March 2014 Newsletter
**** The 4specs Perspective
Liz O'Sullivan is an architect and a full-time independent specifier. Liz O'Sullivan has an interesting blog to help people to better understand the importance of specifications in commercial and institutional construction. I have excerpted these quotes from her blog and did some trimming of text to focus this newsletter. Read her original posts and consider what you know and do. These are worth reading, pondering on and passing along.
Liz also has a YouTube Video - 1 hour 17 minutes - pass it along to your product reps.
Inside the Mind of the Specifier 8 Things Product Representatives Should Know About
People who read this blog know that I'm a specifier, and therefore pretty technically-minded. But many people don't know that I haven't always been technically-minded. I migrated to the technical side of architecture from a place of relative technical weakness.
I first realized the importance of specifications when I started doing CA (construction contract administration) on the projects that I'd produced drawings for.
I often mention "building technology" in my blog posts. I've realized that I'm using a term that many people aren't familiar with.
When I use the term "building technology," I am not talking about information technology within a building. I am not talking about the software technologies used to design buildings. I'm not talking about only high-performance buildings. I am not talking about only new technologies in building systems.
Knowledge of building technology is an important part of the practice of architecture, but it's an area in which many of today's young architects are weak.
Liz referenced a blog posting by Dave Stutzman [no longer on their site] that intrigued me:
"Specifications can be written so they are "right" or so they are "not wrong." These two are very different.
"Sometimes specifiers are forced to write a "not wrong" spec."
"To produce a spec that is "right," the specifier must understand the project and the design intent."
Dave Stutzman - edited
When "not wrong" specs are further edited to be project-specific, and therefore "right," they can save time and money for the contractor, owner, and architect. "Not wrong" specs tend to push design decisions into the construction phase. Design decisions cost less money when they're made in the design phases, and specs that are "right" are issued.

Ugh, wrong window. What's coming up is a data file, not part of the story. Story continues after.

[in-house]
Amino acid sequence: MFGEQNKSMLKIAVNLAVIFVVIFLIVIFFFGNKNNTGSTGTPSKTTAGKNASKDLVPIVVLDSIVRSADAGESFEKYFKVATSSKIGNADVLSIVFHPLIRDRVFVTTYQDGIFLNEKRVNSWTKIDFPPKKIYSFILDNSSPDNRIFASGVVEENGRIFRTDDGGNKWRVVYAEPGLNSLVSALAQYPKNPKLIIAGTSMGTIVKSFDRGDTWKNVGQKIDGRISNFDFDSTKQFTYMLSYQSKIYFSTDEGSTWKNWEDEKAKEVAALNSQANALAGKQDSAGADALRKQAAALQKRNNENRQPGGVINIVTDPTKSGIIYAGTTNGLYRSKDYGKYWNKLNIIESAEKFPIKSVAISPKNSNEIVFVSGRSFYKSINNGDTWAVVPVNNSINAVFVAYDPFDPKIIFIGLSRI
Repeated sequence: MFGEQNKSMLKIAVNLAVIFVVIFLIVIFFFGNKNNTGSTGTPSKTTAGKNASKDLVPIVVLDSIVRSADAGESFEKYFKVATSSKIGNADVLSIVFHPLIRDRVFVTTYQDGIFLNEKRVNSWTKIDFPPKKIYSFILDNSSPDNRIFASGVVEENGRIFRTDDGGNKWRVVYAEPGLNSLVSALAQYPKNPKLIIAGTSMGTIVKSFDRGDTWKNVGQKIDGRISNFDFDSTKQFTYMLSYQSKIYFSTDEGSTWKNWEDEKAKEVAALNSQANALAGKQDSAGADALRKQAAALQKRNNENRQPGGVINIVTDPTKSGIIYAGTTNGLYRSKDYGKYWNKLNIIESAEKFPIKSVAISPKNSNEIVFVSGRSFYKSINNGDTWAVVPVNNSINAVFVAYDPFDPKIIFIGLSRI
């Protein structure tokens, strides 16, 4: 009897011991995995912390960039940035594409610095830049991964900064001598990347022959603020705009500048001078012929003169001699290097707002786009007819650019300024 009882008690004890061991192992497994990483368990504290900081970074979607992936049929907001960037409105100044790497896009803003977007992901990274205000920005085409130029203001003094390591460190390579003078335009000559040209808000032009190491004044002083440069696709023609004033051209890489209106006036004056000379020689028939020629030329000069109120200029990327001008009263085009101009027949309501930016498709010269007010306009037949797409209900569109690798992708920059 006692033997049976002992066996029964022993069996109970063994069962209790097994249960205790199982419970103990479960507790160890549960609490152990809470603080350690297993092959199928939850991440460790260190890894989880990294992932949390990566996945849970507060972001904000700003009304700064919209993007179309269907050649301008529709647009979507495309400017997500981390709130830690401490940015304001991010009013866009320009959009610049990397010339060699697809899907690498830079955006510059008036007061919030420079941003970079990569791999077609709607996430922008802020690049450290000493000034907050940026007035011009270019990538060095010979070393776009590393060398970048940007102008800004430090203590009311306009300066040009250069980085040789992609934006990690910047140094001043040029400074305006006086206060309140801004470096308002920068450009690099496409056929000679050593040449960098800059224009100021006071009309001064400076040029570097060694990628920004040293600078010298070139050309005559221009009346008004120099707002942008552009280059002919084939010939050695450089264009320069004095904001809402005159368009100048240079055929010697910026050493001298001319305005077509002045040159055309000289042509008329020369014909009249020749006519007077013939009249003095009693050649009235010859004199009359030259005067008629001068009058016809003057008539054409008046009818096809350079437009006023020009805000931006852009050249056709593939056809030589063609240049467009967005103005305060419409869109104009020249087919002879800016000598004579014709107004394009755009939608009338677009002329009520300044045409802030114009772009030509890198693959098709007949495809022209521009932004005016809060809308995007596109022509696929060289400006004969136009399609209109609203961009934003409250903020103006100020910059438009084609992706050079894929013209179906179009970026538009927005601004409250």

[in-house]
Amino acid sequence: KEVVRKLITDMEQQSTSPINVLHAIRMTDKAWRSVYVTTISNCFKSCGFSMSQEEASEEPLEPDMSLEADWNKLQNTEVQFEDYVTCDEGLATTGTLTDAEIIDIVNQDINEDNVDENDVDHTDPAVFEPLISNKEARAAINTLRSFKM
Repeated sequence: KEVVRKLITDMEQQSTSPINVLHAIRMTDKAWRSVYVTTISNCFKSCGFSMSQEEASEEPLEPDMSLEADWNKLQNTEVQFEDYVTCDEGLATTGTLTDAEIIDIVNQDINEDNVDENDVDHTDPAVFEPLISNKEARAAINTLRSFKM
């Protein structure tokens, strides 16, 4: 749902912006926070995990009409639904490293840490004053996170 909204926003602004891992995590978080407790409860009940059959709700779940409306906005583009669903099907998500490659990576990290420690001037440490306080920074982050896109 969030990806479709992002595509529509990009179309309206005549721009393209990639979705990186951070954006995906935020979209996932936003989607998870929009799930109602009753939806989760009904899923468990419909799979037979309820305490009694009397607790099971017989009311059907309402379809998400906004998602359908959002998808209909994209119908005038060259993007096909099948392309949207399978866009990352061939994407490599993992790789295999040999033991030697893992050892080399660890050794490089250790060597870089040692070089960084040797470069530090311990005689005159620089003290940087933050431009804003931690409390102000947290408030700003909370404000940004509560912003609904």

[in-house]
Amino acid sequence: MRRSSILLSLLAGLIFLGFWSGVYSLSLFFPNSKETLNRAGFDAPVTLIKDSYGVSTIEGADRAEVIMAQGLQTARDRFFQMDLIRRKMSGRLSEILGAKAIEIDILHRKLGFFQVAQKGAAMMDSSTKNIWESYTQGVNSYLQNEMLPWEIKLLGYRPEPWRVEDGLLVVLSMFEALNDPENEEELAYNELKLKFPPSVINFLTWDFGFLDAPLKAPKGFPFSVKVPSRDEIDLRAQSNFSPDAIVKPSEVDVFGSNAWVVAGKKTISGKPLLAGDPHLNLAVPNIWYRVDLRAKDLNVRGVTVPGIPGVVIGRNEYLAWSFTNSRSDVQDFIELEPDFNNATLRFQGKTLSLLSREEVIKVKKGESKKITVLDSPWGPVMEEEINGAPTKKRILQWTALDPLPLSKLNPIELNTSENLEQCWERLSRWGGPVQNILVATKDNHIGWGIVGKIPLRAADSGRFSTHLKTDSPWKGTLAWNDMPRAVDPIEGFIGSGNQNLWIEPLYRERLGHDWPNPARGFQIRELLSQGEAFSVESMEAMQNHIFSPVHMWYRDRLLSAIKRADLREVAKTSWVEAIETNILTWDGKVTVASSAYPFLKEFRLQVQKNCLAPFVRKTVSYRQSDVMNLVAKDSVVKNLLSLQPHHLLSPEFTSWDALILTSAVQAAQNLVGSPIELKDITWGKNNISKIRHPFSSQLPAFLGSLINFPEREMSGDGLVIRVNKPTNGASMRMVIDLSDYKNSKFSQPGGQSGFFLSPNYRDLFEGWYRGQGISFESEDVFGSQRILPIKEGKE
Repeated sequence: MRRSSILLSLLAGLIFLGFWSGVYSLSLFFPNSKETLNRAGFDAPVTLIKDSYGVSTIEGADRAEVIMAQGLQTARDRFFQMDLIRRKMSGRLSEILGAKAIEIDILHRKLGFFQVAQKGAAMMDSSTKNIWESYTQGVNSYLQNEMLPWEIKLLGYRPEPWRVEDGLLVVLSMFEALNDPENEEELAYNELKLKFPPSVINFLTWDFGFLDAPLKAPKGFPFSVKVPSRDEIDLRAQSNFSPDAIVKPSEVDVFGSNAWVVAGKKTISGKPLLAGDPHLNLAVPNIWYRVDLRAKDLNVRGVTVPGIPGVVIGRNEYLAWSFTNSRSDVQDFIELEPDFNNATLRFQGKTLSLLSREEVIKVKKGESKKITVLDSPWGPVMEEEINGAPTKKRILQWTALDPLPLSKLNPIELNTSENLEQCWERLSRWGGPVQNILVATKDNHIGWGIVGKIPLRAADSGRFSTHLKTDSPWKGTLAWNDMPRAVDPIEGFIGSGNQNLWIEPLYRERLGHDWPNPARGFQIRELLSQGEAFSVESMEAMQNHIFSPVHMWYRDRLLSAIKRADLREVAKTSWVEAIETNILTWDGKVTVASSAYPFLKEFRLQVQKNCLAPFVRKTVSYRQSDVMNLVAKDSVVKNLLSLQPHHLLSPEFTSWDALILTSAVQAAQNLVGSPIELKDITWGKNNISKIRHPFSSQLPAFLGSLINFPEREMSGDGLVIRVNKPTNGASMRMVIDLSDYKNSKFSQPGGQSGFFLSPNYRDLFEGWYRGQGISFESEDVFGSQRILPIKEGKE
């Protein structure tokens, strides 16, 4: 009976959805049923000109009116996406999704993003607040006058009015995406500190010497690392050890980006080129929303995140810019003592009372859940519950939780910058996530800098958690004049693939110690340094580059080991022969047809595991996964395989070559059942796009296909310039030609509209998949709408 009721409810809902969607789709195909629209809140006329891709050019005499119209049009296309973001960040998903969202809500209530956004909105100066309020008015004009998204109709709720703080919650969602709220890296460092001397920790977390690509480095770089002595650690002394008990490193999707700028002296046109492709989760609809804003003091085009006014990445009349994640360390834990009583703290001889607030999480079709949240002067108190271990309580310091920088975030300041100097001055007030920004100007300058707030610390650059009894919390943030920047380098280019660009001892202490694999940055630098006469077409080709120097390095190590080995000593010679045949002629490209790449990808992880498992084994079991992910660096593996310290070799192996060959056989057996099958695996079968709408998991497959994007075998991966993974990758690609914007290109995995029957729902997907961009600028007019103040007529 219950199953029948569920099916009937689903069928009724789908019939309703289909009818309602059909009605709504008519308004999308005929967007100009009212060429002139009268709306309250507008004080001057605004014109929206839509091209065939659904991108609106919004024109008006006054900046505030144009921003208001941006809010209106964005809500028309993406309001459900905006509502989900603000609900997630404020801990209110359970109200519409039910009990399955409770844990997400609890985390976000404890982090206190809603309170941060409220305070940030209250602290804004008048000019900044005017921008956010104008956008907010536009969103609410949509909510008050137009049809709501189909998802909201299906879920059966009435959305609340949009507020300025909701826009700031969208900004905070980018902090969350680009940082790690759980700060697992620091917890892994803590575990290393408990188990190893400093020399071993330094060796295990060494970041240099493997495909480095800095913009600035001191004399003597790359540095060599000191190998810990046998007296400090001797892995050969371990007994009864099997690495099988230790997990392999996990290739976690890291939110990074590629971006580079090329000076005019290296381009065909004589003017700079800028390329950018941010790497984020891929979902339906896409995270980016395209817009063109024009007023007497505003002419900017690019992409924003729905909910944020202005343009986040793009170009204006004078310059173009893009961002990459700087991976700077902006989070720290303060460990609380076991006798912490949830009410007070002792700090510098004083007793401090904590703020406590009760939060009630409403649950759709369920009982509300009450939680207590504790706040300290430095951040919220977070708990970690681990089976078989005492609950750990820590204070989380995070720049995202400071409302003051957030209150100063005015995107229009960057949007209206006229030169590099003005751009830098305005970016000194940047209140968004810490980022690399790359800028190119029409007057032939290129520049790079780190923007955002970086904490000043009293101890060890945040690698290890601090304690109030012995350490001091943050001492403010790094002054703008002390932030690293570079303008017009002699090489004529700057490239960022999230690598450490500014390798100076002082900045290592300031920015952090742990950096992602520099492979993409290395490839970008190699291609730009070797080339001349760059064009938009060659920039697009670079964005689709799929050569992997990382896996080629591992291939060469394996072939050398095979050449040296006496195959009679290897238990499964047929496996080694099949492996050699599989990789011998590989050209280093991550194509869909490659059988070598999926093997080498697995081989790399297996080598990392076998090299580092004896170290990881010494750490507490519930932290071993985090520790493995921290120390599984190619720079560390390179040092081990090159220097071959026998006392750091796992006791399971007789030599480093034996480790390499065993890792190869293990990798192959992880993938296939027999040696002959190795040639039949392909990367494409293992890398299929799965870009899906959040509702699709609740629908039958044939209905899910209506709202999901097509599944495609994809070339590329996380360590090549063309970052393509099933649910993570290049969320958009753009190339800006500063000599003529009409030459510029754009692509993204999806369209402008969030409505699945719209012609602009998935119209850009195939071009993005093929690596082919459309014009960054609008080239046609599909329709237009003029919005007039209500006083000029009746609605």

Purchasing for construction projects isn't like purchasing in our personal lives.
On construction projects, the architect finds out from the owner the general idea of what is required, then the architect, through the drawings and specifications, tells the general contractor exactly what to provide. OK, so this is complicated, but it still makes sense.
Then the manufacturer, distributor, or subcontractor goes through a process which looks a bit like begging to be allowed to play, too.
"Or Equal" is the most confounding phrase in construction documents.
It means something different to everyone. Sometimes it's defined in the documents. Sometimes it's not defined in the documents, which means that the documents are relying on a generally-accepted understanding of the meaning. The problem is that "Or Equal" means different things when defined on different projects so there's really no generally-accepted understanding of the meaning.
There's an apartment building under construction near my office. The building's marketing materials tout "Green Features" such as energy-efficient windows, low-e glazing, and energy-efficient lighting. That's good, that's all good.
But for some unknown reason, the juncture of the building wrap and those energy-efficient windows has been constructed using an inexpensive and outdated technique that does not produce an air-tight seal. In other words, those window units themselves may be energy-efficient, but the parts of the building enclosure that include those windows are likely to let hot air in during the summer and let warm air out during the winter. Not energy-efficient.
The Colorado mountains were host to a tragedy last month, on April 20th. Six skiers and snowboarders triggered an avalanche that killed five of them.
Weird group dynamics often contribute to disaster. The larger the group, the less likely people are to speak up with dissenting opinions. An interesting study on data from human-triggered avalanches supports this statement in the context of avalanche danger.
Questions and feedback is always appreciated. And I thank Liz for permitting me to use her blog in this newsletter.
Publisher - 4specs